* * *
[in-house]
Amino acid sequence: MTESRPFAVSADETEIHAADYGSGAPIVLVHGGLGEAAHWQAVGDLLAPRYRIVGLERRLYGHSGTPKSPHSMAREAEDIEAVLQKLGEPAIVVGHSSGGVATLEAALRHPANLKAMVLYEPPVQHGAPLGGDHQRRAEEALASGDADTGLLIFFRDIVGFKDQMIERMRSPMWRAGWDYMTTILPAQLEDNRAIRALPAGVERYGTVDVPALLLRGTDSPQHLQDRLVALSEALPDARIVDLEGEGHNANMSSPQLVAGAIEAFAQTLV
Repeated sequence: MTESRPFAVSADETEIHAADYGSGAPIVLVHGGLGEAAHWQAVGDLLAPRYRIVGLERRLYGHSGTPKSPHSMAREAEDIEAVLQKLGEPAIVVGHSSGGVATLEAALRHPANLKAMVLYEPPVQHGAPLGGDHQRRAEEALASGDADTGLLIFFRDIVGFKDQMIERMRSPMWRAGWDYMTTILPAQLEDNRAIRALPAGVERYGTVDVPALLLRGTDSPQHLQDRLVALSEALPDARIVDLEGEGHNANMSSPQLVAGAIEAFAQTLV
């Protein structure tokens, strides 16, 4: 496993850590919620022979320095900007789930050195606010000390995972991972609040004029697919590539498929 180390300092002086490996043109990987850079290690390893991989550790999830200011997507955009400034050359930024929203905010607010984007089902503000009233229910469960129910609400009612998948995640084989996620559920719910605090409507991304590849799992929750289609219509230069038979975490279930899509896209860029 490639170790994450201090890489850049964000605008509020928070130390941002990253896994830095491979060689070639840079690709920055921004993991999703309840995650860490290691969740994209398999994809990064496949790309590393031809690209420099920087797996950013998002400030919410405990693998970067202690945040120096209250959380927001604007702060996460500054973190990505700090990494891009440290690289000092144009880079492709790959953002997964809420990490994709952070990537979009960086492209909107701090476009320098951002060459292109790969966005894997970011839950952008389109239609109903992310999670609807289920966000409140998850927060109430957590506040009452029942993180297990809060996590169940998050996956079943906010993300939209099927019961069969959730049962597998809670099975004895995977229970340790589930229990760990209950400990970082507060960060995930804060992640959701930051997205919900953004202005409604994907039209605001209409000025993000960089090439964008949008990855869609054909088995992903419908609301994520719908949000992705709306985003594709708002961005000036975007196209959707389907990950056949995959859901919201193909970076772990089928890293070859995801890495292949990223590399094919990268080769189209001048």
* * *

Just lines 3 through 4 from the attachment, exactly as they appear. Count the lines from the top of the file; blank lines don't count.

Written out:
Repeated sequence: MTESRPFAVSADETEIHAADYGSGAPIVLVHGGLGEAAHWQAVGDLLAPRYRIVGLERRLYGHSGTPKSPHSMAREAEDIEAVLQKLGEPAIVVGHSSGGVATLEAALRHPANLKAMVLYEPPVQHGAPLGGDHQRRAEEALASGDADTGLLIFFRDIVGFKDQMIERMRSPMWRAGWDYMTTILPAQLEDNRAIRALPAGVERYGTVDVPALLLRGTDSPQHLQDRLVALSEALPDARIVDLEGEGHNANMSSPQLVAGAIEAFAQTLV
């Protein structure tokens, strides 16, 4: 496993850590919620022979320095900007789930050195606010000390995972991972609040004029697919590539498929 180390300092002086490996043109990987850079290690390893991989550790999830200011997507955009400034050359930024929203905010607010984007089902503000009233229910469960129910609400009612998948995640084989996620559920719910605090409507991304590849799992929750289609219509230069038979975490279930899509896209860029 490639170790994450201090890489850049964000605008509020928070130390941002990253896994830095491979060689070639840079690709920055921004993991999703309840995650860490290691969740994209398999994809990064496949790309590393031809690209420099920087797996950013998002400030919410405990693998970067202690945040120096209250959380927001604007702060996460500054973190990505700090990494891009440290690289000092144009880079492709790959953002997964809420990490994709952070990537979009960086492209909107701090476009320098951002060459292109790969966005894997970011839950952008389109239609109903992310999670609807289920966000409140998850927060109430957590506040009452029942993180297990809060996590169940998050996956079943906010993300939209099927019961069969959730049962597998809670099975004895995977229970340790589930229990760990209950400990970082507060960060995930804060992640959701930051997205919900953004202005409604994907039209605001209409000025993000960089090439964008949008990855869609054909088995992903419908609301994520719908949000992705709306985003594709708002961005000036975007196209959707389907990950056949995959859901919201193909970076772990089928890293070859995801890495292949990223590399094919990268080769189209001048």